I’ve referred to myself as a pedestrian business flyer in this space. What does that mean? I fly 75-100,000 miles a year, mostly domestic, mostly bread and butter business destinations. Nothing fancy. Some fly much more, and some fly less. It also means I spend a number of nights in hotels. Living where I live, I think my choice of airlines is obvious. However, with hotels, I have options, lots of options, but it seems I’m pretty loyal when it comes to hotels too.
In the days before I lived in Atlanta, you could bet that I’d be staying in one of two hotels if business brought me to town – The W Atlanta Buckhead, or the W Atlanta Midtown. Now that I live in Atlanta, I’m usually flying somewhere else with my number one destination being Washington, DC. Unless rates are stratospheric, you’ll usually find me at the Mayflower Hotel in DC. During a recent stay I was reflecting on my hotel habits over a nightcap. I wasn’t especially thrilled with my room, it was on the club floor, but smallish. Not unusual for an old building I suppose, and in the end, I wasn’t bothered by it. I just need a bed, a bath, and internet. I rarely turn on the TV in a hotel room. It occurred to me that it’s been many months since I’ve bunked at any other hotel in DC. But why?
Location – In the evenings, I want to separate from work if at all possible. I prefer not to stay very close to a work site. Walkability is important to me, as is access to trains/subways, and easy access to taxis when necessary. A choice of eating options nearby is also key. Most evenings, I’d rather not just return to the hotel and veg.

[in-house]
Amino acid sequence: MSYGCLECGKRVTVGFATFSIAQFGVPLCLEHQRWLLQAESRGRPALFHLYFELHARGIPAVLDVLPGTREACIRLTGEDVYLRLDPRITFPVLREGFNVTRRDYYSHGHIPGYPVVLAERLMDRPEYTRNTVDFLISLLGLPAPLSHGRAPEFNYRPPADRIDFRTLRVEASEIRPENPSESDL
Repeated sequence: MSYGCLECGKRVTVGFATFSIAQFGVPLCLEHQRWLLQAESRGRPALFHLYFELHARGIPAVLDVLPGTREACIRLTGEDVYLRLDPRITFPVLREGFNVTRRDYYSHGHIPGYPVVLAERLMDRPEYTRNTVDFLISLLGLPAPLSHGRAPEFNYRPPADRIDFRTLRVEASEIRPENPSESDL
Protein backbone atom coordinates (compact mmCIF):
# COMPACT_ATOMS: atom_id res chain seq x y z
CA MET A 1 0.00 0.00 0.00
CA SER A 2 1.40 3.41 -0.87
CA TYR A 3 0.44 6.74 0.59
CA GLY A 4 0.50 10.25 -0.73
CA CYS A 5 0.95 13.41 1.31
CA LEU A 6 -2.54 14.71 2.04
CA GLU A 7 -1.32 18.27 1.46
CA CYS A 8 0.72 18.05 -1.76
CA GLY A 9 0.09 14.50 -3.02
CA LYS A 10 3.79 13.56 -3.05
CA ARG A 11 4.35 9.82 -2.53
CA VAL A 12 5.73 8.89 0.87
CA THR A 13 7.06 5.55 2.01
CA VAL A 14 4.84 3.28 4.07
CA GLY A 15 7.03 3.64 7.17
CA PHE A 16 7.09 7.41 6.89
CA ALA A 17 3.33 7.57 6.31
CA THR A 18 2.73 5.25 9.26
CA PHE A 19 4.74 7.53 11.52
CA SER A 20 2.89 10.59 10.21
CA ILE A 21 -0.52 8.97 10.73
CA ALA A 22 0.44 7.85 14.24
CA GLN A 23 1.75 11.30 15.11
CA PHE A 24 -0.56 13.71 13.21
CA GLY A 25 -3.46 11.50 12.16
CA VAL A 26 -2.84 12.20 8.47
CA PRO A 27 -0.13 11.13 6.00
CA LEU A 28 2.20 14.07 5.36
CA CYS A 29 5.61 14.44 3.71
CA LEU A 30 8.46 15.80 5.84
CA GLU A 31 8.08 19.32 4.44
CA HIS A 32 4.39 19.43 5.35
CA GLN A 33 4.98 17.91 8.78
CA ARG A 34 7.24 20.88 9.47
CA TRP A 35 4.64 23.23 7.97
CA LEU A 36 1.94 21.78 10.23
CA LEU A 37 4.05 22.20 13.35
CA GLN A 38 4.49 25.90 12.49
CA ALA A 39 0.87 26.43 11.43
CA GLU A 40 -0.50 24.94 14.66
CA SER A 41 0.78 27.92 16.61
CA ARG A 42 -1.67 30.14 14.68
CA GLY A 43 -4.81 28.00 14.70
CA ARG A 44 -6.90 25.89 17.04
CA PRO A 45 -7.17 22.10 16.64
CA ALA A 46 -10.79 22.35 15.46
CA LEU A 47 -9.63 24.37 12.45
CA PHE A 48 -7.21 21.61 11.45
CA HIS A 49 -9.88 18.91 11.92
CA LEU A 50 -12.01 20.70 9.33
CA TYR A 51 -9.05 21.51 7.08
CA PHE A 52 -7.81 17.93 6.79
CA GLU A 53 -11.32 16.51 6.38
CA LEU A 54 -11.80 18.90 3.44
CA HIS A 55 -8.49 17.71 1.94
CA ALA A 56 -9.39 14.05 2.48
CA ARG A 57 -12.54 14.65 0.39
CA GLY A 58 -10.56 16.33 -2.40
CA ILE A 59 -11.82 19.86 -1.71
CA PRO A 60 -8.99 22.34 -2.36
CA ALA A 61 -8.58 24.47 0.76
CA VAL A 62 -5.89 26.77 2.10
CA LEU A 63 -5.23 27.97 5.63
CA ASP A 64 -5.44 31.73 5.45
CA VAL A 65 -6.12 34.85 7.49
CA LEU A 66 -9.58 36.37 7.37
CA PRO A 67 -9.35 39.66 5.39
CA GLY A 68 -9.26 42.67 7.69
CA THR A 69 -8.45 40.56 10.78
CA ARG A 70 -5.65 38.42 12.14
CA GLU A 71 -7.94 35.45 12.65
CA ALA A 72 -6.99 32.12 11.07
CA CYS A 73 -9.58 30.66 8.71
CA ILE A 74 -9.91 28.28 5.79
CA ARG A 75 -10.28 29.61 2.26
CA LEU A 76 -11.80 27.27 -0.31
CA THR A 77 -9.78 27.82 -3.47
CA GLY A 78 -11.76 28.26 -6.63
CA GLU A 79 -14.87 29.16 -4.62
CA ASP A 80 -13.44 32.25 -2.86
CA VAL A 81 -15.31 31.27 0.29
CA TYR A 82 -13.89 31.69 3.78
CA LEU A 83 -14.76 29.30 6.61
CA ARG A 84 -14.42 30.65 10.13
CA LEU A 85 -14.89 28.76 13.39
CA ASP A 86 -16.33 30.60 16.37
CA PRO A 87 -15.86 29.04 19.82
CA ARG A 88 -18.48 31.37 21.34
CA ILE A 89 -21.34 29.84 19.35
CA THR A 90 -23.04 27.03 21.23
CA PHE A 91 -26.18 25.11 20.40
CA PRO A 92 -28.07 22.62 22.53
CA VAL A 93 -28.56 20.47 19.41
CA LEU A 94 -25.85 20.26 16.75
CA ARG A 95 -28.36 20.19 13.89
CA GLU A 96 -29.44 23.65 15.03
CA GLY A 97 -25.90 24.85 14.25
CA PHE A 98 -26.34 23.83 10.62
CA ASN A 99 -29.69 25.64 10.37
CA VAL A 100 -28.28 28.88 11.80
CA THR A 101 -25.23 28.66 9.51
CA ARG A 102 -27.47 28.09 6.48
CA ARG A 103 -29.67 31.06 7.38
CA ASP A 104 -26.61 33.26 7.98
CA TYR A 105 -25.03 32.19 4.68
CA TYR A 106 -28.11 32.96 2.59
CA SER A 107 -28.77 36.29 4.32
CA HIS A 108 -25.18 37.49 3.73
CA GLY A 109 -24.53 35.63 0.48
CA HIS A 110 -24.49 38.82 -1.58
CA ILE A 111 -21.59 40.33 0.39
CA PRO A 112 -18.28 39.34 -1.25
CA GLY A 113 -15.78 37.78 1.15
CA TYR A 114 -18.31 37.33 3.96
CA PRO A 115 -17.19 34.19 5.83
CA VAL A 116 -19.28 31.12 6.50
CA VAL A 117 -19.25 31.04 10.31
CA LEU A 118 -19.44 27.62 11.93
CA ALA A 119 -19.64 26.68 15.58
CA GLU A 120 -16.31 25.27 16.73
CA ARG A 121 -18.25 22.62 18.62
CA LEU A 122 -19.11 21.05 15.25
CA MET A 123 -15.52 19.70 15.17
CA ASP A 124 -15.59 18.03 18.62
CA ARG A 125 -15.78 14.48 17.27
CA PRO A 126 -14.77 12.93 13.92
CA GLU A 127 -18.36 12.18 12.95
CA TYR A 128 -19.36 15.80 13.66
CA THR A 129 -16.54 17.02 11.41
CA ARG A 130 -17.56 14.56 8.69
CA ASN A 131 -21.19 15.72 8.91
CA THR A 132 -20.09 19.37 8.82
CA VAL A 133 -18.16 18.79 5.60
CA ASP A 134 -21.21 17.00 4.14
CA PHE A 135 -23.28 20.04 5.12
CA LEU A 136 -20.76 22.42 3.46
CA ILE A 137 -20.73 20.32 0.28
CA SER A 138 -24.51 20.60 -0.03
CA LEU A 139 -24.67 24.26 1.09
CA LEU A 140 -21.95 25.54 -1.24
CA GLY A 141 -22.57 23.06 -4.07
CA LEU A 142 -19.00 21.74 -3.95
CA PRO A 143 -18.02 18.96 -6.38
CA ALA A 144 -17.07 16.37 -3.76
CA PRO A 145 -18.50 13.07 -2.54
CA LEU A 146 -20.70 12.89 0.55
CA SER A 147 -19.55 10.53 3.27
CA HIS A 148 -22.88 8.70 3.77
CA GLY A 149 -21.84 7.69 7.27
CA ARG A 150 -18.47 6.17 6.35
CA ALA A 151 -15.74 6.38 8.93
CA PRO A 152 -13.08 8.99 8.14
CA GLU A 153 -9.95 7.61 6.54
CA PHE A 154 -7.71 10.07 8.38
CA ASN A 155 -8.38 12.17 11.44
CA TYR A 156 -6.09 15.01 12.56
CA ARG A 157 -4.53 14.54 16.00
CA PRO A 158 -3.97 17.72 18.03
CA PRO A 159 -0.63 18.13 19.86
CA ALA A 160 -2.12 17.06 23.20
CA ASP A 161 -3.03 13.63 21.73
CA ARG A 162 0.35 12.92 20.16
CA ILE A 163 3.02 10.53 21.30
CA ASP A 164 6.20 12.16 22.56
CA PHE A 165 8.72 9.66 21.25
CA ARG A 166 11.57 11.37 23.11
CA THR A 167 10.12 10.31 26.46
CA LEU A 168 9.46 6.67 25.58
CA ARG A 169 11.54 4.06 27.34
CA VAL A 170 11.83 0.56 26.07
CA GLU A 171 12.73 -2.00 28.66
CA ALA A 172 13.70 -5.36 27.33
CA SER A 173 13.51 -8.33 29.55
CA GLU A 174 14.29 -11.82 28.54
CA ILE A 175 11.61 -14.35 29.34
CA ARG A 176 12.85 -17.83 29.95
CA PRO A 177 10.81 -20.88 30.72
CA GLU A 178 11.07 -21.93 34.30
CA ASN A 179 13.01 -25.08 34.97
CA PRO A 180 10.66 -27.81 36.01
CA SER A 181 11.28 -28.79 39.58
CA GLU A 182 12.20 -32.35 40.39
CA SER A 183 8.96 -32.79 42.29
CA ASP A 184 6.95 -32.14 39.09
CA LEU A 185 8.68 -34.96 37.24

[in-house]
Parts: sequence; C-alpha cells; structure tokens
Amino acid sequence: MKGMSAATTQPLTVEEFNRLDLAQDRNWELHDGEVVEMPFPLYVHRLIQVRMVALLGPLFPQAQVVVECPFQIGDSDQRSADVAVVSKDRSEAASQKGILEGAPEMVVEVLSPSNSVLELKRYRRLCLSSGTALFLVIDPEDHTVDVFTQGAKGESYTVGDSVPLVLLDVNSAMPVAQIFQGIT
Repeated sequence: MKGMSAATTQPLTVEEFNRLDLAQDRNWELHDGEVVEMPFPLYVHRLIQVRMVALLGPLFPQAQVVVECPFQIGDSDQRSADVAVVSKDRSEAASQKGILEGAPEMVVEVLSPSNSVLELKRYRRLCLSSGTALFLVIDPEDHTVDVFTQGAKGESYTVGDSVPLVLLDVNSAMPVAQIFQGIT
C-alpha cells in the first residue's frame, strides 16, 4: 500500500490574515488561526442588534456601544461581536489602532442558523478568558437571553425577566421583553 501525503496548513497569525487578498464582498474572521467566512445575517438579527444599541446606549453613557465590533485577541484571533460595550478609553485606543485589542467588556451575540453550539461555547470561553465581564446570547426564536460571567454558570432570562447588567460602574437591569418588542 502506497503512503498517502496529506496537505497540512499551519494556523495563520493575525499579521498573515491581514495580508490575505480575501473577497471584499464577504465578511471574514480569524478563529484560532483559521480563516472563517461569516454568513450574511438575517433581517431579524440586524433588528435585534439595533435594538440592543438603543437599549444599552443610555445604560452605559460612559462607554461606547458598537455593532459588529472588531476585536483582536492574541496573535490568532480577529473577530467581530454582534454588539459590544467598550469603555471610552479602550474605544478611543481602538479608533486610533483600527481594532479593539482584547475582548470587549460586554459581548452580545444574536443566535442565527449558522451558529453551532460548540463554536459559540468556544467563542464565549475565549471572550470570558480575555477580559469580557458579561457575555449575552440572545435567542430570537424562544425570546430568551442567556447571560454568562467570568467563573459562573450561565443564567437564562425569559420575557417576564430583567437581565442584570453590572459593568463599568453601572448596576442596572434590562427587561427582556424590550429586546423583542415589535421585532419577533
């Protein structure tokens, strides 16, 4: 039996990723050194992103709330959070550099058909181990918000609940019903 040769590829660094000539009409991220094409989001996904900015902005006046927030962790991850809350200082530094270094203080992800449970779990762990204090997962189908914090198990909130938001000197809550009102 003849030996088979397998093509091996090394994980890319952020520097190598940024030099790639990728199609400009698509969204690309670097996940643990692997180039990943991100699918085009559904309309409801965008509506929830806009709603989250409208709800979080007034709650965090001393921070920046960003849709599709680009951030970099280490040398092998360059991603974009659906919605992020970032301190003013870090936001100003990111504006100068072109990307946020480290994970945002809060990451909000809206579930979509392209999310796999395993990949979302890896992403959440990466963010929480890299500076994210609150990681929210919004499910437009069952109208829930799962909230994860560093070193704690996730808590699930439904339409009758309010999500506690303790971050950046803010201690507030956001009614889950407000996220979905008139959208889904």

Amenities – It might not show, but I like to workout when I can. A hotel with a well-equipped fitness center will win over one with a repurposed guest room with a treadmill and stationary bike every time. While I usually prefer to leave the hotel for the evening meal, I prefer hotels with a decent restaurant/bar option under roof. Sometimes the weather is bad and sometimes I just don’t want to go out.
Consistency of service – I’m all for quirky as long as quirky gets done consistently well. I look for polite staff and clean rooms with a functional work area that is well lit. Power outlets help too. While things rarely go wrong at a good hotel, issues can come up anywhere and I appreciate an earnest effort to fix things if there’s a problem.
Price is certainly a factor for me, but it is usually not the deciding factor unless rates are through the roof. You can get the three things I look for in a hotel at a lot of properties, and they need not necessarily be what one calls “fancy.” The Mayflower does all this, and it’s a pretty nice (by my standards) hotel too. What do you look for in a hotel, and what keeps you coming back?
-MJ, June 4, 2014